But Mary, Mary did not leave with the disciples. She stood weeping outside the tomb. Now I’m sure that she was sad that Jesus had died. I’m sure she was concerned that she couldn’t find his body. And I’m sure she was frustrated that nothing seemed to be making sense. But as she wept, “…she bent over to look into the tomb; and she saw two angels in white, sitting where the body of Jesus had been lying.”
Now, I don’t know about you, but if I unexpectedly saw two angels, I think I would be more than a little frightened as well. After all, that’s why angels usually say, “Do not be afraid,” isn’t it? Because human beings are usually surprised and frightened at the sight of them.
“They said to her, ‘Woman, why are you weeping?’ She said to them, ‘They have taken away my Lord, and I do not know where they have laid him.’”’ When she had said this, she turned around and saw Jesus standing there, but she did not know that it was Jesus. Jesus said to her, ‘Woman, why are you weeping? Whom are you looking for?'” At this point, Mary must have been so frustrated. Actually, it sounds as though she may have been a little desperate and possibly even defensive. “Supposing him to be the gardener, she said to him, ‘Sir, if you have carried him away, tell me where you have laid him, and I will take him away.’ Jesus said to her, ‘Mary!’ She turned and said to him in Hebrew, ‘Rabbouni!’ (which means Teacher).” And finally, in that moment, Mary’s eyes were opened, and she was filled with an incredible sense of awe, relief, and excitement when she realized that it was him!
Folks, it is easy to see and understand when we look back at something that we experienced in the past because once we know the whole story, it’s much clearer. But in the moment, we don’t always see clearly what is happening right in front of us. As they say, “Hindsight is 20/20.” That’s why Mary and the disciples were worried and concerned at the sight of the empty tomb, while we are filled with joy, and we shout “Alleluia!” because we know the whole story. Again, my friends, it’s all about perspective and how we see and understand the world around us.
In addition to hearing the Easter story today, we also heard a storybook called Do You Believe in Unicorns. Now I don’t know how many of you believe in unicorns, but that story was just one more example to us of how we often see what we expect to see. If we believe that we are seeing a horse, we see a horse. But if we believe that we are seeing a unicorn, many times, we are able to see a unicorn. The problem is, we don’t often see beyond our expectations. Mary did not expect to see Jesus alive, so she assumed that the man that she saw outside of the tomb was a gardener.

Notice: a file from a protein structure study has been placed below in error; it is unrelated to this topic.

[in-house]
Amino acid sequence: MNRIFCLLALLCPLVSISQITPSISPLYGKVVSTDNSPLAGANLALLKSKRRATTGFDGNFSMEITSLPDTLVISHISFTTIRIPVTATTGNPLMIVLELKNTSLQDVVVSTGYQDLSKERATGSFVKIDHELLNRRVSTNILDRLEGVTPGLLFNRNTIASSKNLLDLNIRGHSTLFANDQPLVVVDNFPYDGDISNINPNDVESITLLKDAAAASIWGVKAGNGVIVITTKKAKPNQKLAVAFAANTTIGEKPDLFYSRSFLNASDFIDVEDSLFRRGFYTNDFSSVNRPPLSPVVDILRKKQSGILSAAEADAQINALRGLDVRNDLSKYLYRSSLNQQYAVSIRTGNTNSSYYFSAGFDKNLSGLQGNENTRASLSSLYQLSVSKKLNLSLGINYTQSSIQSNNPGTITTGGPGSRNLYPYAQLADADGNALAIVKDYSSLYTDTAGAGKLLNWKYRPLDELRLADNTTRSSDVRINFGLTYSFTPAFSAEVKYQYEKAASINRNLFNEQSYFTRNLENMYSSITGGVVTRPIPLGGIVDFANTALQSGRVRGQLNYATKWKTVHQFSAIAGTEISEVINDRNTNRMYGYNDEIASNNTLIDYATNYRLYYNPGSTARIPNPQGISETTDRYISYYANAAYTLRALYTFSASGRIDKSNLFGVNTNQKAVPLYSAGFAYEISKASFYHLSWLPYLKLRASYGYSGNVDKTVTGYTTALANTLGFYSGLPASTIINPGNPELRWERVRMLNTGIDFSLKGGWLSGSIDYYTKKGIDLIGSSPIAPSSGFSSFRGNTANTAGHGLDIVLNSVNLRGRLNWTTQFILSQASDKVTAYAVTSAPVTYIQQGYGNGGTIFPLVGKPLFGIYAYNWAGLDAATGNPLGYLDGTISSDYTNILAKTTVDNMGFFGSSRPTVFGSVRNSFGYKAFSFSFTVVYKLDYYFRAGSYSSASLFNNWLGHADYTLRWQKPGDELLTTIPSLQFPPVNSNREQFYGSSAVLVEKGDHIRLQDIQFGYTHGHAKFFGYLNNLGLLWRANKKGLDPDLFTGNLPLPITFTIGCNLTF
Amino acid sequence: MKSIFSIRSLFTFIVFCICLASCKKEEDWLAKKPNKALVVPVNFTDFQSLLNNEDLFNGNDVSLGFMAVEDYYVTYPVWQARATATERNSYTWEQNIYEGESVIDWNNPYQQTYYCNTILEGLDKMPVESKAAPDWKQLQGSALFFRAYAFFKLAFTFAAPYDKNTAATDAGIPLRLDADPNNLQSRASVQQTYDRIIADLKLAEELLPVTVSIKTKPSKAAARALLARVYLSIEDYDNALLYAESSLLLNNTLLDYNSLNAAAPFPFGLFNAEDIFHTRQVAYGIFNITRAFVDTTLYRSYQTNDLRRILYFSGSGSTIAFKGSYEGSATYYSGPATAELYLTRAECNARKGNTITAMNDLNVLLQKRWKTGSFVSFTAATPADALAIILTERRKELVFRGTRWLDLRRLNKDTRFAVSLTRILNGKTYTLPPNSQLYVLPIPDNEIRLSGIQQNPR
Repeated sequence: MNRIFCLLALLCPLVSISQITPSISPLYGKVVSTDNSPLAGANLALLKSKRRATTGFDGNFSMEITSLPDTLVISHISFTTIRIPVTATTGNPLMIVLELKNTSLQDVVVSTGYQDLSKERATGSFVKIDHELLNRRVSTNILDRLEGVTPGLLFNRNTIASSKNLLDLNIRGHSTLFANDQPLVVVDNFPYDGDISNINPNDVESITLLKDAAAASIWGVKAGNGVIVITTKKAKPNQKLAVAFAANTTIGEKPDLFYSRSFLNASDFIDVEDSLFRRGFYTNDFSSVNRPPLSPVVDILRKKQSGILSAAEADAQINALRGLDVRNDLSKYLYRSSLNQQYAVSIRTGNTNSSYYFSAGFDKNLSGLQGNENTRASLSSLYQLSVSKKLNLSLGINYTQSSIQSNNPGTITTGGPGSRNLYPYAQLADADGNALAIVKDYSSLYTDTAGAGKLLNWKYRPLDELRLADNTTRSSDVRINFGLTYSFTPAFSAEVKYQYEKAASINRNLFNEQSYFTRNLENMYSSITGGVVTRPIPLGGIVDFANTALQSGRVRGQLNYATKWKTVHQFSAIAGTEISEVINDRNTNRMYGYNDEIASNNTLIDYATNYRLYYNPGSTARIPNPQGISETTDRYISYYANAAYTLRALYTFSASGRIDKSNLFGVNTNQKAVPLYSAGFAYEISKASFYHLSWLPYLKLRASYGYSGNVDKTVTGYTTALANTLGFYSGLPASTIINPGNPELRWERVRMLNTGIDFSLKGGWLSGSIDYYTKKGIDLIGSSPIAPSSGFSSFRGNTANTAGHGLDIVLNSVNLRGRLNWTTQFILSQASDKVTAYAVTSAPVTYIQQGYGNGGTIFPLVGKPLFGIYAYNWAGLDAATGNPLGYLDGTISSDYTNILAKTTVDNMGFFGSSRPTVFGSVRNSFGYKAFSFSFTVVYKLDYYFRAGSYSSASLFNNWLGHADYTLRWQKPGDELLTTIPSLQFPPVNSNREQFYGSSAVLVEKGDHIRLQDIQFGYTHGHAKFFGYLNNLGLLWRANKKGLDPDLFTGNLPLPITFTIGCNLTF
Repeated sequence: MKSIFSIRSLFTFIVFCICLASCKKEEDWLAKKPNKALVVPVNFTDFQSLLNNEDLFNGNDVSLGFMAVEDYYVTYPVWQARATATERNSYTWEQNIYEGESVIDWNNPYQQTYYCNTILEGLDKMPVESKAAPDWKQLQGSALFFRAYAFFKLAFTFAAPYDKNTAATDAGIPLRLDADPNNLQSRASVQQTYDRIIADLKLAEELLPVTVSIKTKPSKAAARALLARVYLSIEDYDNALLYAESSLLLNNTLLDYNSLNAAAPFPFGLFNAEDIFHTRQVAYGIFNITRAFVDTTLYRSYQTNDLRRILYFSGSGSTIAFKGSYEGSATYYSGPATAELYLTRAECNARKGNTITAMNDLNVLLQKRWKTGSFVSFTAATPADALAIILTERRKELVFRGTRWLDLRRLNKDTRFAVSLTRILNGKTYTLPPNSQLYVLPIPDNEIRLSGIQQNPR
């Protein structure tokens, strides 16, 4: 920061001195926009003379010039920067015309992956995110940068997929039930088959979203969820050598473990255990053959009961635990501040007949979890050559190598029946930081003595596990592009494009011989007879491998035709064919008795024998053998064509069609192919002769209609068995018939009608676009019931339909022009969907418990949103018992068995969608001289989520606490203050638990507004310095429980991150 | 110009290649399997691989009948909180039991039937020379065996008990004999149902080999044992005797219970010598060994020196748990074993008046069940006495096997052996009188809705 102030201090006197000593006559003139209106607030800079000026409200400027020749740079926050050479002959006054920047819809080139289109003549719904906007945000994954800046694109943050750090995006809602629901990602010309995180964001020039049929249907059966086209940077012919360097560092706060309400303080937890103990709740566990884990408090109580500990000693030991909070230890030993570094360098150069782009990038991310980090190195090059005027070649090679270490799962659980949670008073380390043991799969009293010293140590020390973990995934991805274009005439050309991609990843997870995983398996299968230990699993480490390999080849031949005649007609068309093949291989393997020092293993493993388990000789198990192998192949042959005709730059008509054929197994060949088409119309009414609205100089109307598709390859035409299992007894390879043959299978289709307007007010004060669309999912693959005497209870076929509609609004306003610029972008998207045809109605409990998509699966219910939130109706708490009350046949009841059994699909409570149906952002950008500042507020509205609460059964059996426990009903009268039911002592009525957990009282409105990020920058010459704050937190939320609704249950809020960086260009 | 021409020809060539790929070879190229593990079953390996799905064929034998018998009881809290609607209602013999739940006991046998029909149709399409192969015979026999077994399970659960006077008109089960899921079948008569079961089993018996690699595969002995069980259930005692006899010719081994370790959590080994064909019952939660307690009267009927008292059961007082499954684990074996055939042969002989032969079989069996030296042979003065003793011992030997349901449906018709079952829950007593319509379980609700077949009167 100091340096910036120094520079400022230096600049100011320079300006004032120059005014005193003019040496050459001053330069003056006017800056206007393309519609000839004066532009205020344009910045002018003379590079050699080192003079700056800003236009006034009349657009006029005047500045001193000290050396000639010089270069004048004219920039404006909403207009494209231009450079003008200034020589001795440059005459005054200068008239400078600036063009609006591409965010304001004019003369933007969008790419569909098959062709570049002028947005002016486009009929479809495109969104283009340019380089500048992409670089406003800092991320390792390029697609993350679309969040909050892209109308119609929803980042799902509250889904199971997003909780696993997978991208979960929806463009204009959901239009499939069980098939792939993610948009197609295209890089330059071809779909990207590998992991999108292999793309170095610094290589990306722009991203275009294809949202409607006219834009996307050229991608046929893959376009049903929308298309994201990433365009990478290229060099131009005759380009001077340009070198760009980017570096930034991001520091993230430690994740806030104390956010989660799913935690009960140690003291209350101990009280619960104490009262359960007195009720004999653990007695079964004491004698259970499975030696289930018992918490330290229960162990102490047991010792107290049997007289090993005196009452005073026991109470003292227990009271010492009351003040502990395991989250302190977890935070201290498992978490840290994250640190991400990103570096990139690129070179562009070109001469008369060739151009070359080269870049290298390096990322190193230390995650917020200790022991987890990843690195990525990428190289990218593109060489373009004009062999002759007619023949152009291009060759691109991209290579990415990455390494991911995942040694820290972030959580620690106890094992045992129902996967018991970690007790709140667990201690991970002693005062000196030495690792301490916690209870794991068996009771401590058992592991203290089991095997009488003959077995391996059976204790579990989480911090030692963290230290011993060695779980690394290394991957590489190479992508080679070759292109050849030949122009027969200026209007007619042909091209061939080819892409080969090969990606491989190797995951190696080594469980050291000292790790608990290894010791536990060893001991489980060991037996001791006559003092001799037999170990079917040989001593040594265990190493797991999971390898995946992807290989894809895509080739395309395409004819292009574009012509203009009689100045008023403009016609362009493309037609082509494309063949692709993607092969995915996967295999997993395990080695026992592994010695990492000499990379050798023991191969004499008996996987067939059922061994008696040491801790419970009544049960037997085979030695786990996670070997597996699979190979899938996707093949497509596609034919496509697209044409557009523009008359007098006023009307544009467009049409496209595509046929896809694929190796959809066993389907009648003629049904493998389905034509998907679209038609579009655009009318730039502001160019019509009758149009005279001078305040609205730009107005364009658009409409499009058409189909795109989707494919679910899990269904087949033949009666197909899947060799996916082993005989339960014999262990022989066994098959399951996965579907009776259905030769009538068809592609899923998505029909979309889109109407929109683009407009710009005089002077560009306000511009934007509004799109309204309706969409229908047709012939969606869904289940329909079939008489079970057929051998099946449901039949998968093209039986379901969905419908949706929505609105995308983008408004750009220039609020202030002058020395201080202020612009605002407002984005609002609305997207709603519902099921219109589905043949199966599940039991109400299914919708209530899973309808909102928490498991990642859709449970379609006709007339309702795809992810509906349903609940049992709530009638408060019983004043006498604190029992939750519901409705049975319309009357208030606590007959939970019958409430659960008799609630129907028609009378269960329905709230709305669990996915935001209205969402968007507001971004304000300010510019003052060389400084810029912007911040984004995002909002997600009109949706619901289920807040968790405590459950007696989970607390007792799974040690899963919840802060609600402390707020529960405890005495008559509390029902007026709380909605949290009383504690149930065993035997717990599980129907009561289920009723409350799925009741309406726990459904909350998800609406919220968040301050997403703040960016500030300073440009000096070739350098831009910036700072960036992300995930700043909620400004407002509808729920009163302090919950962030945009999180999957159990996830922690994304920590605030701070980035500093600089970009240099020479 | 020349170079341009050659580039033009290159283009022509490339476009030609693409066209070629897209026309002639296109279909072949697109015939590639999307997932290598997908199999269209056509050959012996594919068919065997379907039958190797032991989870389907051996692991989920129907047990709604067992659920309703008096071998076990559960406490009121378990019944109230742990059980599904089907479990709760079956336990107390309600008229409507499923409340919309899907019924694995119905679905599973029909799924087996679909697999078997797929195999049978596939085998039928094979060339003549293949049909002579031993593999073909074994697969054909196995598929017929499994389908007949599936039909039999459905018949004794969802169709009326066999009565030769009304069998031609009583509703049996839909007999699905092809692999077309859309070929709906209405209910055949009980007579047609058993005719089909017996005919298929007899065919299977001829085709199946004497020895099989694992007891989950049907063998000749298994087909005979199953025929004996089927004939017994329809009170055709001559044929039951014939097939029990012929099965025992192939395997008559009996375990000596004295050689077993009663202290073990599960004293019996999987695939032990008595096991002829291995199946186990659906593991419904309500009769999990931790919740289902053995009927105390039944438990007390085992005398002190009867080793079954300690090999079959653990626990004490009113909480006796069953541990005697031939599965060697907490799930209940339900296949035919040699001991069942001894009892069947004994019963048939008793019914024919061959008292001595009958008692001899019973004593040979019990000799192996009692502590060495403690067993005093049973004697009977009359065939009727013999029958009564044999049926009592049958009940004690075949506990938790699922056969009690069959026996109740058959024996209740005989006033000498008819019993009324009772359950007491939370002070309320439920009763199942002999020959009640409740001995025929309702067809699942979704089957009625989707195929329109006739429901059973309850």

Friends, often our fear, doubt, and struggle blind us from the sacred moments, the mystery, and the beauty all around us. And that is why the empty tomb on Easter is so important! Folks, the resurrection is about opening our hearts and our minds to that which is beyond our expectations, allowing us to see the world around us through fresh new eyes–eyes of Hope and possibility rather than fear, doubt, and despair, seeing things that we might not have seen before because we simply didn’t expect to see them, opening our hearts to the mysteries of life and beyond so that we might experience holy moments not someday, but every single day of our lives. The resurrection is not about what will happen when we die, but on the contrary, it’s about opening our eyes so that we might live! It’s about living lives of hope, joy, and possibility here and now. It’s about seeing new possibilities on each step of our journey and experiencing “alleluia moments” that fill us with utter joy!
So, brothers and sisters in Christ, as you go out into your busy week ahead, pay attention to what is happening right in front of you, and expect to see amazing things! Because when you allow your heart and your mind to be truly open, you just might be surprised by the “alleluia moments” that you begin to see in your everyday life.
Here in the church, we celebrate Easter for the next fifty days, between Easter and Pentecost, which we affectionately call “The Great Fifty Days!” And I have a “Great Fifty Days” homework assignment for all of you. I want you to pay attention to the everyday moments in your life, and for the next fifty days, I want you to expect to see the extraordinary. Open your hearts and your minds to the possibilities and the mysteries of life, and then look for something each and every day that fills you with joy and causes you to shout Alleluia!
My friends, may it be so. Thanks be to God! Amen!